#71 slkinsey

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Posted 15 December 2013 - 08:37 AM

Tarnish?  Stainless steel shouldn't/doesn't tarnish.  What are you seeing?  Maybe you can post a picture.


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#72 JoNorvelleWalker

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Posted 15 December 2013 - 03:15 PM

Tarnish?  Stainless steel shouldn't/doesn't tarnish.  What are you seeing?  Maybe you can post a picture.

 

I was seeing silver sulfide.  I'd post a picture but I spent a good bit of time yesterday getting rid of the tarnish by the electrochemical method using a water bath of aluminum and baking soda.  I was afraid this process might dull the Baron's mirror finish, but I can report that all is well, and my mai tai came out fine last night.

 

I'm looking for advice on how to care for the shaker so that it hopefully does not tarnish again so fast.  Yes, stainless steel would have been an option, but if a plain stainless steel Baron exists for sale anywhere in the US, I don't know how to find it.  And not for want of trying.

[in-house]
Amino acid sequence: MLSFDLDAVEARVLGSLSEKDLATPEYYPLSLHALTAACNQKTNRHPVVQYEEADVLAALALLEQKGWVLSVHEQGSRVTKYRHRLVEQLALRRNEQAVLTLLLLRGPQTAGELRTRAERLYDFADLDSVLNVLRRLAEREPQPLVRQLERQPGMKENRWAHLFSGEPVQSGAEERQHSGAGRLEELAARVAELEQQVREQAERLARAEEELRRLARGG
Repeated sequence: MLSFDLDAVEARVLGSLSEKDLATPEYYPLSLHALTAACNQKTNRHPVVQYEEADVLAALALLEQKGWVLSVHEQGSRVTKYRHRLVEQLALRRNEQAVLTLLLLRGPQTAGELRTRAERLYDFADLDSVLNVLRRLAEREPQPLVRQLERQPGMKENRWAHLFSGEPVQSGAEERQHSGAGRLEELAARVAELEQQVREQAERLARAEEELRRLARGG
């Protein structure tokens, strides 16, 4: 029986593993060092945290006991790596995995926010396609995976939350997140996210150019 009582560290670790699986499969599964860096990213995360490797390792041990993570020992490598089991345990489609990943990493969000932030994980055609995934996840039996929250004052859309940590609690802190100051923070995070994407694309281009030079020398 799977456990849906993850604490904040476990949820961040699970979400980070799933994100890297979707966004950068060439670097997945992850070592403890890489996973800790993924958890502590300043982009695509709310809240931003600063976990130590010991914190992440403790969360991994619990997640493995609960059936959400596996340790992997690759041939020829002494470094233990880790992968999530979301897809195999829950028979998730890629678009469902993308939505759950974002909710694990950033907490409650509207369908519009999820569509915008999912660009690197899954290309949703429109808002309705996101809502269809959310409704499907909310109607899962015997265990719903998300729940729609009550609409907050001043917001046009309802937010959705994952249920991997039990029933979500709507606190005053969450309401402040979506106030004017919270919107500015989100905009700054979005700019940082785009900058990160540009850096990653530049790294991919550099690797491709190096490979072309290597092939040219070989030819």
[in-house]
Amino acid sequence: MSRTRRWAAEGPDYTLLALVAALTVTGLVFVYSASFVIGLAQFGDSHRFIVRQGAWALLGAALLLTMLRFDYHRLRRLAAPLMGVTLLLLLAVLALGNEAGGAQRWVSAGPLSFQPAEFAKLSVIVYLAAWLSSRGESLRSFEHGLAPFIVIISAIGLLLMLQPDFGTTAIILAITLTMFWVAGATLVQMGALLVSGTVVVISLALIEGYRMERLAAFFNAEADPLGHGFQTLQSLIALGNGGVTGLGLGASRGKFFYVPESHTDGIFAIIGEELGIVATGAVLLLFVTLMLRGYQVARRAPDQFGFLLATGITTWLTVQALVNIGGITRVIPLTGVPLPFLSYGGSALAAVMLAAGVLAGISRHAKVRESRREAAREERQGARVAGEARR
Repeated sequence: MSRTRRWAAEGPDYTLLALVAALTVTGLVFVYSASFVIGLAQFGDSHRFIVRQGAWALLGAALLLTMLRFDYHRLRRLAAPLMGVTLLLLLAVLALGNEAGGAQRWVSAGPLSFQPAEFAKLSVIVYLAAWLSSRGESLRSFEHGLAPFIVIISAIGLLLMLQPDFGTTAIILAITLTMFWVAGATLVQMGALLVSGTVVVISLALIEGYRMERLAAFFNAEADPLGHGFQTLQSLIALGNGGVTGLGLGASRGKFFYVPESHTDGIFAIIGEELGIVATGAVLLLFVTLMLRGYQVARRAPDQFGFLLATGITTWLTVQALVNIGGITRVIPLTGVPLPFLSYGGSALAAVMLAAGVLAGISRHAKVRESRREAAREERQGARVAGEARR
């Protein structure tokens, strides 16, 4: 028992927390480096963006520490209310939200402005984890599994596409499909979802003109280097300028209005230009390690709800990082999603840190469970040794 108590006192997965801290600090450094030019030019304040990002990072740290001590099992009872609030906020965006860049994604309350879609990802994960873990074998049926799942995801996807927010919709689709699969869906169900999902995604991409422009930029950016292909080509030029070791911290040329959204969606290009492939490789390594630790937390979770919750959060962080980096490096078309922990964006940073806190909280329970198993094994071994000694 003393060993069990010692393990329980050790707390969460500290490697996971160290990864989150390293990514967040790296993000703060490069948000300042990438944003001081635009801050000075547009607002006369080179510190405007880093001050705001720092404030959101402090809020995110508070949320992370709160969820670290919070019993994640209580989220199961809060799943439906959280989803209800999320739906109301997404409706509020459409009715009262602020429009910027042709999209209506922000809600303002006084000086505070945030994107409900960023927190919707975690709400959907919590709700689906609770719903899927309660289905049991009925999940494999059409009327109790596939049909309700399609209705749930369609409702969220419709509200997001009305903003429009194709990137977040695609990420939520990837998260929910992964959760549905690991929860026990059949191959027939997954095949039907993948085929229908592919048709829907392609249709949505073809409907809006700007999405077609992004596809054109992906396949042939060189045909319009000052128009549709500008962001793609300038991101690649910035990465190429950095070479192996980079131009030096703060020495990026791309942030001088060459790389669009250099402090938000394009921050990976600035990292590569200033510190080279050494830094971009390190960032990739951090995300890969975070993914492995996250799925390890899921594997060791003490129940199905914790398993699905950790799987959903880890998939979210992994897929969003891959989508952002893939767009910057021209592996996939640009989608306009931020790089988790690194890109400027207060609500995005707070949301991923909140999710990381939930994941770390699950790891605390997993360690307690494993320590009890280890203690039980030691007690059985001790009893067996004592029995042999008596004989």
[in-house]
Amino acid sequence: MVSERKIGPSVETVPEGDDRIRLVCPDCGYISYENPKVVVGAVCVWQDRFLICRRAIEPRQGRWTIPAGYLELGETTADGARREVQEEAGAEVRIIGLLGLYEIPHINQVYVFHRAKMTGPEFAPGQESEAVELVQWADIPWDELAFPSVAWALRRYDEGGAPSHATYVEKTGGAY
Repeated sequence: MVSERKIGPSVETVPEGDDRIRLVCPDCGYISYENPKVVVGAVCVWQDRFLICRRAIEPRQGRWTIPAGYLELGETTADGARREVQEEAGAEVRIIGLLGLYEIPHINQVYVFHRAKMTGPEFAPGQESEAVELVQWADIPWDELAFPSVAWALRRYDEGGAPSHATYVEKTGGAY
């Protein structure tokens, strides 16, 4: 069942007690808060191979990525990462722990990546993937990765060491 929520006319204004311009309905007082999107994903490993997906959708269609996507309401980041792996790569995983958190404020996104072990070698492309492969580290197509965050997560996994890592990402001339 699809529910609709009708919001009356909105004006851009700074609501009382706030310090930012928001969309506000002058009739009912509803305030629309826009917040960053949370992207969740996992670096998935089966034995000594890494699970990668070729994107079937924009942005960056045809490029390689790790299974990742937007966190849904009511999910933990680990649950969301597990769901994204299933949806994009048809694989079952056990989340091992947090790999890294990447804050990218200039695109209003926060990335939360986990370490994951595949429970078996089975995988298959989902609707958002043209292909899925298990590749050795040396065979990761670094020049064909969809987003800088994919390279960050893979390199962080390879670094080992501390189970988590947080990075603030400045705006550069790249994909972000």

Silver was not my first choice, but I must say it is beautiful (you can see the Baron in a couple of pictures I posted in the drinks thread) and silver surfaces are antimicrobial which stainless steel surfaces are not.  Silver is said to be self-sanitizing.  Whether the antimicrobial properties are useful in a shaker I cannot say, since the ingredients are usually in contact just for a few seconds.



#73 slkinsey

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Posted 21 December 2013 - 12:15 PM

If you want to keep the silver from tarnishing, you definitely want to make sure that you wipe it down until it's bone dry every time you use it.  I've found that if silver is rubbed with a cloth frequently enough, you shouldn't need to use any tarnish removal chemicals.  Or, yanno, you could just let it build up a nice attractive patina.


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#74 JoNorvelleWalker

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Posted 06 January 2014 - 11:09 PM

I noticed tonight that the description of the Baron shaker I have has been changed to say "pure silver", so maybe it isn't silver plate.  Anyway, I am very happy with it.



#75 Slimchandi

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Posted 08 January 2014 - 10:41 AM


However, if you're short on barware, I'd recommend the Koriko tins paired with their Fine Strainer - which is excellent

 

I have been experimenting with some basic dry shake drinks lately (Ramos Gin Fizz, Morgenthalers Amaretto Sour). I have a no-name boston shaker, and when I dry shake there's more than a little leakage between the tin and glass. Would the Koriko tins give me an improvement on this?

 

Strainer looks nice but might have to wait until payday: http://www.cocktailk...wx_0000_stl.htm